What these studies show is not merely the influence of our friendships, but how our sense of belonging is legitimately conflated with our decision-making abilities. We do not decide the course of our actions from a celestial existence, picking and choosing what variables in our lives will effect us. We are not engineers, we are co-conspirators in the creation of our personal mythologies, what otherwise is referred to as our personal narratives or sense of self.

Since decisions are predicated on that very sense of self and memories provide the substance and boundaries for the construction of current narratives, it is safe to say that the potential of our lives does not lie so much in how exalted our sense of self-empowerment is, but the extent to which the relationships, both interpersonal and inter-environmental, allow for the manifestation of various behavior.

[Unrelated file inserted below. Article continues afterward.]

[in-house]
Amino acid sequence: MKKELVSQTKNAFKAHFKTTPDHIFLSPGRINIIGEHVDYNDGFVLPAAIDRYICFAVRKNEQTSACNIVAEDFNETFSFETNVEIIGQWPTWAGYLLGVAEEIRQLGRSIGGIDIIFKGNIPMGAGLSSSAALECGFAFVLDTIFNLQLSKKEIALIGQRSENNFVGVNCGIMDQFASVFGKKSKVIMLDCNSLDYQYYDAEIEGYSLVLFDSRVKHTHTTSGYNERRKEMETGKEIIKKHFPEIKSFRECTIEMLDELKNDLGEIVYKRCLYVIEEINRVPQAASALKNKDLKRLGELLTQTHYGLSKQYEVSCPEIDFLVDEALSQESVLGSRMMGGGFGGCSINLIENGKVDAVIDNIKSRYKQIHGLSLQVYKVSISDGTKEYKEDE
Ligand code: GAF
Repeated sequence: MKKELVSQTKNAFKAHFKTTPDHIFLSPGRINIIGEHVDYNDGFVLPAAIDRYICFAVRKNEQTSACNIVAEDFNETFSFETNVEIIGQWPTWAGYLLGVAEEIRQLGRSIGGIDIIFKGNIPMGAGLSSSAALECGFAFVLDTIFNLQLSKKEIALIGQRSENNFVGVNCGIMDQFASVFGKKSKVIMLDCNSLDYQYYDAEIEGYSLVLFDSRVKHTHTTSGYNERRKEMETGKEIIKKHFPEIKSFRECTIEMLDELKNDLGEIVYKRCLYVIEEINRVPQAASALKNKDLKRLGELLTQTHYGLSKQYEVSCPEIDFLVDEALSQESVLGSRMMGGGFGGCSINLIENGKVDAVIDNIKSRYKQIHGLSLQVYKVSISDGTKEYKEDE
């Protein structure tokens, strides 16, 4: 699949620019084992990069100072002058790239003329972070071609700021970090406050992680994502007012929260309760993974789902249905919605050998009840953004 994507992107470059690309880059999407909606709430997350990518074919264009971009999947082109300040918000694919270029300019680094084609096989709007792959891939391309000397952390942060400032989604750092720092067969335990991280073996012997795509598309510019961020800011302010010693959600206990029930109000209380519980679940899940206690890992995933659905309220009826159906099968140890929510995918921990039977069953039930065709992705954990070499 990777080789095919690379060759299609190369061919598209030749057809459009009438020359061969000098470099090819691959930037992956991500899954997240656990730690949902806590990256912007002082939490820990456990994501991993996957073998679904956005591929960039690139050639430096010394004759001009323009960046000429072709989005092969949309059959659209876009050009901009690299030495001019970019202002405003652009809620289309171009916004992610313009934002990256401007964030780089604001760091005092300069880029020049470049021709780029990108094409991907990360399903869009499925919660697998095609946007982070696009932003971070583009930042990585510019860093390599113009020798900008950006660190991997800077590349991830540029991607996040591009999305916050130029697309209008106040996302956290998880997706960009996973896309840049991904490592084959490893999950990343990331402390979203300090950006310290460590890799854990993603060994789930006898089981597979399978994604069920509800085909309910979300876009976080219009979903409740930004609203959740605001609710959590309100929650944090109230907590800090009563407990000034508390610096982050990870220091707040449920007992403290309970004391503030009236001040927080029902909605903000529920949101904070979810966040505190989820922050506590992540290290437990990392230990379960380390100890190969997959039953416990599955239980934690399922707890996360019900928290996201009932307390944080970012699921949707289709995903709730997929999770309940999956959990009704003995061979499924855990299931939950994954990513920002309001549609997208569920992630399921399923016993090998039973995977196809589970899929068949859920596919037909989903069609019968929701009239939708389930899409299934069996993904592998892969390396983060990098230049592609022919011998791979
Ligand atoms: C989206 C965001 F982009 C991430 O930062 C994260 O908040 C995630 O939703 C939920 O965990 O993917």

This latter point indicates where the Psychology Today article and much of the cited research misses discussing the why of the influence friendships have on our behavior and the ramifications this has on our simple notions of choice and self-narrative. Directing attention to this lack is less a criticism than an observation of how that very need to believe in our personal empowerment pervades even the academic circles that are supposed to question such assumptions. No less powerful is the fact that psychology, like most other scientific disciplines, has fallen victim to the absurd notion that science is only concerned with what is, not with any concern for ought or issues of morality.